Small factories face anti-smog scrutiny

By ZHENG JINRAN | China Daily | Updated: 2017-01-07 04:42

Stricter measures will be taken to monitor emissions and punish violators as the government tries to reduce pollutants from small factories in northern parts of the country, Chen Jining, minister of environmental protection, said on Friday.

Large enterprises in the Beijing-Tianjin-Hebei region have been put under environmental supervision, which, as a result, has seen their emissions decline sharply.

However, many small factories are continuing to discharge pollutants, which are partly to blame for the severe smog that has covered most parts of North China in recent days.

It is a challenge for environmental authorities to reduce emissions from those small but highly polluting factories in the region, Chen added. 

“We have now put these small polluting factories on our priority list of supervision,” he said. 

By Friday, 31 cities in northern and central parts of the country had been put under red alert, the highest level, amid almost a week of heavy smog, which is forecast to ease starting on Sunday. 

Measures to reduce the pollution include suspending industrial production and activities at construction sites and limiting the number of vehicles on roads.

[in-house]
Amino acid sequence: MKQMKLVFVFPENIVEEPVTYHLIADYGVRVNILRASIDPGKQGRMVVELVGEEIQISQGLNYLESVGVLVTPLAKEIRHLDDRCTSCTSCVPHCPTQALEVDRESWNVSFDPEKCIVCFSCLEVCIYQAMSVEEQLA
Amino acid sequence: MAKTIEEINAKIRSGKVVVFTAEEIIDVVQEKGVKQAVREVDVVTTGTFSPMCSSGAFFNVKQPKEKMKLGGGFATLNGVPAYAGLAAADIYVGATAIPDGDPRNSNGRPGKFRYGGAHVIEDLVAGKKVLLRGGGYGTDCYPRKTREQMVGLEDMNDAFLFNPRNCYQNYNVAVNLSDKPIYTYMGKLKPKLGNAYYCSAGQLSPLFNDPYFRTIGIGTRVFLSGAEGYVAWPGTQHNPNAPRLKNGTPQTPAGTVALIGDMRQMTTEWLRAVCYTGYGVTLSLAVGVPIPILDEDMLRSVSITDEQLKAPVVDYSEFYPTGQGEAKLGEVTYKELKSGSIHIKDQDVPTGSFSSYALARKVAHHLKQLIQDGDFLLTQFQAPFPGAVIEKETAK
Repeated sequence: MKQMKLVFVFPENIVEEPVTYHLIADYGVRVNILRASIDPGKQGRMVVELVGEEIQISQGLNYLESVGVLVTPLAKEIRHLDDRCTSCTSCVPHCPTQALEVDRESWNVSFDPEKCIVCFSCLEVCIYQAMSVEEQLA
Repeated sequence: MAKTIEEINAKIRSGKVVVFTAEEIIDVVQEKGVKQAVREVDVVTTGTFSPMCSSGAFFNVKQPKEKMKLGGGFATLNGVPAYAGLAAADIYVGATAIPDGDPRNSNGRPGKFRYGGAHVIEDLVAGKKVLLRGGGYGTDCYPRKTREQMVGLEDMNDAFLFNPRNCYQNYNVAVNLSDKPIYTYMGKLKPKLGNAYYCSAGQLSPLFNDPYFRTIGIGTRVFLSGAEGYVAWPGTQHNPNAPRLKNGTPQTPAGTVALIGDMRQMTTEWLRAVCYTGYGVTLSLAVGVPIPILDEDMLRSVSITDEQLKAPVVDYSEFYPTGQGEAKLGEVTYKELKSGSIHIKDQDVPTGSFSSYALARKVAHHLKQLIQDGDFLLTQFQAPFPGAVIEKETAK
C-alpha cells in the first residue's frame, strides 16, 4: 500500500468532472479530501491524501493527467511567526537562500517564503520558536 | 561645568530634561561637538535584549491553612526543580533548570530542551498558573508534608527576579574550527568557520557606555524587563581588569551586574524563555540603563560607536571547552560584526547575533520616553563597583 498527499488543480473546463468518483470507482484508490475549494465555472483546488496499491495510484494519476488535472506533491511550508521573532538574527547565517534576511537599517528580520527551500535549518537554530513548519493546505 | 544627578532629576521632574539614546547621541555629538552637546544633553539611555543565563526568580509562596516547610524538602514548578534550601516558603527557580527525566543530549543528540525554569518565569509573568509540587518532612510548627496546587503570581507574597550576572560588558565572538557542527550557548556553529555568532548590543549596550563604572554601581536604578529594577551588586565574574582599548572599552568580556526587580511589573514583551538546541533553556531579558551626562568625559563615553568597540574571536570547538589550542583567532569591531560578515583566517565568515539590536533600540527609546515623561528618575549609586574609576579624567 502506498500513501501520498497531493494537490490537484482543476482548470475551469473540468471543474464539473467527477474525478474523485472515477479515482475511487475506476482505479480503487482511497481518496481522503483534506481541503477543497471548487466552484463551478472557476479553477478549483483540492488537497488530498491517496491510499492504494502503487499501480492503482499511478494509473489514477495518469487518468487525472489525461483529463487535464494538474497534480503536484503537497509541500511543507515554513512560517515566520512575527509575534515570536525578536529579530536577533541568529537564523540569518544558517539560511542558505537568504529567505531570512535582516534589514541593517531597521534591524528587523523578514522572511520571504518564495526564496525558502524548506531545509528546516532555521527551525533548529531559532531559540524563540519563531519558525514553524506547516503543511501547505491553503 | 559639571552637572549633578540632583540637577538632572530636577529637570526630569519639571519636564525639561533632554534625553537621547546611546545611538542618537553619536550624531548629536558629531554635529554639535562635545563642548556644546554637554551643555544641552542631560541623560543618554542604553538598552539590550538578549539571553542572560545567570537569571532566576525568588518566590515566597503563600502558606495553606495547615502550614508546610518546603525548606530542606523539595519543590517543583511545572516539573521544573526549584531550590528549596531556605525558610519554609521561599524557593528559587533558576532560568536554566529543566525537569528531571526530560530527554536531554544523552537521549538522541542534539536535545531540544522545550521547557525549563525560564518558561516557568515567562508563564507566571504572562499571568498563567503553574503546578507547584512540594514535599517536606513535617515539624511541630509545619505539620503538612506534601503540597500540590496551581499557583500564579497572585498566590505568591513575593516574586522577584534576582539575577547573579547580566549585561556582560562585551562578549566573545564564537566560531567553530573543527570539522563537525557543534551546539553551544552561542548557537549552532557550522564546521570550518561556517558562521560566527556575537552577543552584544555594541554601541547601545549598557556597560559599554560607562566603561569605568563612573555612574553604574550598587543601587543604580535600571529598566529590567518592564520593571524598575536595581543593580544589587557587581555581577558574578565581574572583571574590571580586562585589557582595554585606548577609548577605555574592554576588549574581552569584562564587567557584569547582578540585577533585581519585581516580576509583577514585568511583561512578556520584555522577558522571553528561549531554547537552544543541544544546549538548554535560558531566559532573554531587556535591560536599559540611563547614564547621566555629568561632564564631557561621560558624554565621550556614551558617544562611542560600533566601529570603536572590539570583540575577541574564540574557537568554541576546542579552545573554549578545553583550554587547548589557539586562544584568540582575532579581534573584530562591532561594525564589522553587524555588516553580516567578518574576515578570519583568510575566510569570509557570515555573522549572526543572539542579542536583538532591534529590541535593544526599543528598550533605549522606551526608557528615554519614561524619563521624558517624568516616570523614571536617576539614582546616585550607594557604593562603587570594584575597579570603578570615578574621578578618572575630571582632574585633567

But inspectors sent by the ministry and local governments have discovered many cases of violation, especially by small factories in Hebei, Henan and Shandong provinces that continue to ignore production restrictions. 

For example, Yusheng, a building material company in Hebi, Henan province, used its own power generator to restart production after the local government cut its power supply as part of a restrictive move. 

The violators will be punished in accordance with the upper limit of punishments, the ministry said. 

Chen said these small factories are pursuing profits in disregard of environmental rules, and they can easily restart production without government notice, since environmental authorities are often short of staff.

The authorities will use more remote-sensing and other technologies to cover larger areas, and they encourage the public to report violations by polluting companies to environmental officials. 

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